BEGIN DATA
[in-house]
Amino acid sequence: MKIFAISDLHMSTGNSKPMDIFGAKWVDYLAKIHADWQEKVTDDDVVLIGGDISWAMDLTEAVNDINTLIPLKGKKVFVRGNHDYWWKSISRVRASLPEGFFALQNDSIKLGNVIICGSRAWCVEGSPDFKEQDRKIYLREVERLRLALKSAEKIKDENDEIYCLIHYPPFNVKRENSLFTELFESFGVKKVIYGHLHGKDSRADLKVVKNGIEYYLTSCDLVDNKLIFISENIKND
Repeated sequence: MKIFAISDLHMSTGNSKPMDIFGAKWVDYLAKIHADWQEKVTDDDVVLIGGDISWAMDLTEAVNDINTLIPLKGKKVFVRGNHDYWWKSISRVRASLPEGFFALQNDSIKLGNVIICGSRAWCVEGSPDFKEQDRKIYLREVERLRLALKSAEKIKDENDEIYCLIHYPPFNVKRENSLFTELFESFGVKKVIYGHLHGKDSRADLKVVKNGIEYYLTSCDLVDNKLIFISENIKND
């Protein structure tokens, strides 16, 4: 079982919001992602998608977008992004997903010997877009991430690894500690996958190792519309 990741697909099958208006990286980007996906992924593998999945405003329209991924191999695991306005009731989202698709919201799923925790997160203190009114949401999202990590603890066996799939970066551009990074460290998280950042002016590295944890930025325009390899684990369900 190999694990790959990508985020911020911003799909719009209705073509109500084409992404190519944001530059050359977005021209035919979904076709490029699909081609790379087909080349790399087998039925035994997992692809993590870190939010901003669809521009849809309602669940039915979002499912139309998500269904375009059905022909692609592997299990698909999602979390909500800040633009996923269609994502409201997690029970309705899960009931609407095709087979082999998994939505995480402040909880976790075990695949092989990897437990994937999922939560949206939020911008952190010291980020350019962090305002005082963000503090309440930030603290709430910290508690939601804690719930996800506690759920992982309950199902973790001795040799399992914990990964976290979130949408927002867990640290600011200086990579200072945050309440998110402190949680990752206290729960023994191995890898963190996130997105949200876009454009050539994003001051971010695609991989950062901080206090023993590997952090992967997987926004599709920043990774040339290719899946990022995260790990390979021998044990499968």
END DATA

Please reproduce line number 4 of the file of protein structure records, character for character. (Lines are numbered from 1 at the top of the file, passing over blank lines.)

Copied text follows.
């Protein structure tokens, strides 16, 4: 079982919001992602998608977008992004997903010997877009991430690894500690996958190792519309 990741697909099958208006990286980007996906992924593998999945405003329209991924191999695991306005009731989202698709919201799923925790997160203190009114949401999202990590603890066996799939970066551009990074460290998280950042002016590295944890930025325009390899684990369900 190999694990790959990508985020911020911003799909719009209705073509109500084409992404190519944001530059050359977005021209035919979904076709490029699909081609790379087909080349790399087998039925035994997992692809993590870190939010901003669809521009849809309602669940039915979002499912139309998500269904375009059905022909692609592997299990698909999602979390909500800040633009996923269609994502409201997690029970309705899960009931609407095709087979082999998994939505995480402040909880976790075990695949092989990897437990994937999922939560949206939020911008952190010291980020350019962090305002005082963000503090309440930030603290709430910290508690939601804690719930996800506690759920992982309950199902973790001795040799399992914990990964976290979130949408927002867990640290600011200086990579200072945050309440998110402190949680990752206290729960023994191995890898963190996130997105949200876009454009050539994003001051971010695609991989950062901080206090023993590997952090992967997987926004599709920043990774040339290719899946990022995260790990390979021998044990499968």